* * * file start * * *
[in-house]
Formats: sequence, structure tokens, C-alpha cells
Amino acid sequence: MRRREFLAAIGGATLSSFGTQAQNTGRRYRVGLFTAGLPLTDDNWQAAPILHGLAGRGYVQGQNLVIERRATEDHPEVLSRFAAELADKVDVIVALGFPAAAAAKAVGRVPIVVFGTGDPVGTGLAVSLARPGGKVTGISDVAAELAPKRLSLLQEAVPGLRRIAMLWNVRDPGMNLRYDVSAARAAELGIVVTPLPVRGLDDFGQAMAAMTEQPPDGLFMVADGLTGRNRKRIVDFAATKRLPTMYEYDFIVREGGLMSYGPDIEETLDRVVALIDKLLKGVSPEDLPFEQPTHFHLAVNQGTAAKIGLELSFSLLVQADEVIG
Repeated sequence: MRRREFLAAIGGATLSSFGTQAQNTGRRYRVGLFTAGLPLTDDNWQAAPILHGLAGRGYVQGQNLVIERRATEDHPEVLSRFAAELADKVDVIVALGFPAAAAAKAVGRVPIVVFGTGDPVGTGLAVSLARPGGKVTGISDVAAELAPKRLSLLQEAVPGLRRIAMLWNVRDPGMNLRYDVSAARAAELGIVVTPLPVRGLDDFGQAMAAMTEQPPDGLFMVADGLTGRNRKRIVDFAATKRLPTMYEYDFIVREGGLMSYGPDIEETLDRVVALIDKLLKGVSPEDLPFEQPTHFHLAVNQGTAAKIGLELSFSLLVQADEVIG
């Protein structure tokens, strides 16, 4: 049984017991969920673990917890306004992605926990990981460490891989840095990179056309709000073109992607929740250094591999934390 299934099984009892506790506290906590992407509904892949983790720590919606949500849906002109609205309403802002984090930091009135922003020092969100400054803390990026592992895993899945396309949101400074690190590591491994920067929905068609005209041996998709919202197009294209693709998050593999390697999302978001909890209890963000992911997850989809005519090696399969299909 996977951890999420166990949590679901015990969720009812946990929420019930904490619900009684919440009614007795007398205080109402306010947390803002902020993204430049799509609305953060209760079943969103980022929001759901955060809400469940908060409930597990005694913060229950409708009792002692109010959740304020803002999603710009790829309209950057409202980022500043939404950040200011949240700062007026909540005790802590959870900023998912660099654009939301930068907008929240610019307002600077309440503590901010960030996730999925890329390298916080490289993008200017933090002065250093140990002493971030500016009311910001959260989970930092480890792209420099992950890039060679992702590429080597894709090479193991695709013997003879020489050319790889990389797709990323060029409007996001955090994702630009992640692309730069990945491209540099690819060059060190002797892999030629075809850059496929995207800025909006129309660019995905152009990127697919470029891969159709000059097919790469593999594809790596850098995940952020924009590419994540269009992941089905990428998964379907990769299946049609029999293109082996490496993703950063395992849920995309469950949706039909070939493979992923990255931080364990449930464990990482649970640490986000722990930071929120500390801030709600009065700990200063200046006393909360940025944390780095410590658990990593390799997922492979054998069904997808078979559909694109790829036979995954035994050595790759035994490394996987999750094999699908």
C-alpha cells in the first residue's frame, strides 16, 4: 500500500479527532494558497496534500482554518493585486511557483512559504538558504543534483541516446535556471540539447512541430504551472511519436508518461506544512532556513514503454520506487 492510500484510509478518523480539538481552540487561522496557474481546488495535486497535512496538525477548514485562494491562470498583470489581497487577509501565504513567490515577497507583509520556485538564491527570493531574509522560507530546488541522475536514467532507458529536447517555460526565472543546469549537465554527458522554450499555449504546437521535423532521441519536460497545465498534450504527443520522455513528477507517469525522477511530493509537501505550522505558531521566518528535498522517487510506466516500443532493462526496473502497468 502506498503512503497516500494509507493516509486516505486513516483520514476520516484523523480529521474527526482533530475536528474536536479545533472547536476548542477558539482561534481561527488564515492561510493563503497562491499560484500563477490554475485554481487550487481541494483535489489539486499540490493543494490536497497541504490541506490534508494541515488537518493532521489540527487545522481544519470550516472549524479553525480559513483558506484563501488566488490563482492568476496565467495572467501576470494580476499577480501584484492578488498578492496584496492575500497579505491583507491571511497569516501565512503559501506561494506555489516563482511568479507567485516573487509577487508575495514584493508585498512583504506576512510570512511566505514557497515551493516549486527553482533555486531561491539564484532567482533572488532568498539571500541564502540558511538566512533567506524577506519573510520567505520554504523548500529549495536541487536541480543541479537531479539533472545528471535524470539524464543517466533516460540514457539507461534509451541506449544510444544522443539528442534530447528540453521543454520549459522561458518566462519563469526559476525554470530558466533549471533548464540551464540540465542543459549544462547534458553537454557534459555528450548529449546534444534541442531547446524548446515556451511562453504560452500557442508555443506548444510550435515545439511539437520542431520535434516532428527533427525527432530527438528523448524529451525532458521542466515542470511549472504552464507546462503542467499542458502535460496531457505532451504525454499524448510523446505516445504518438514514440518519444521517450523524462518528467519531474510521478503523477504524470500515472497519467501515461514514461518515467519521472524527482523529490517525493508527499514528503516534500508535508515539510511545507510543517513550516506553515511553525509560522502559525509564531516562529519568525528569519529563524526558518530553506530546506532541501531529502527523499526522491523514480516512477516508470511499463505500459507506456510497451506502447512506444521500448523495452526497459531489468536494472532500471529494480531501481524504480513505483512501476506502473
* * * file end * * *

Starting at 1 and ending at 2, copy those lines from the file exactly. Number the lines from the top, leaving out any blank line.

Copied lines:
[in-house]
Formats: sequence, structure tokens, C-alpha cells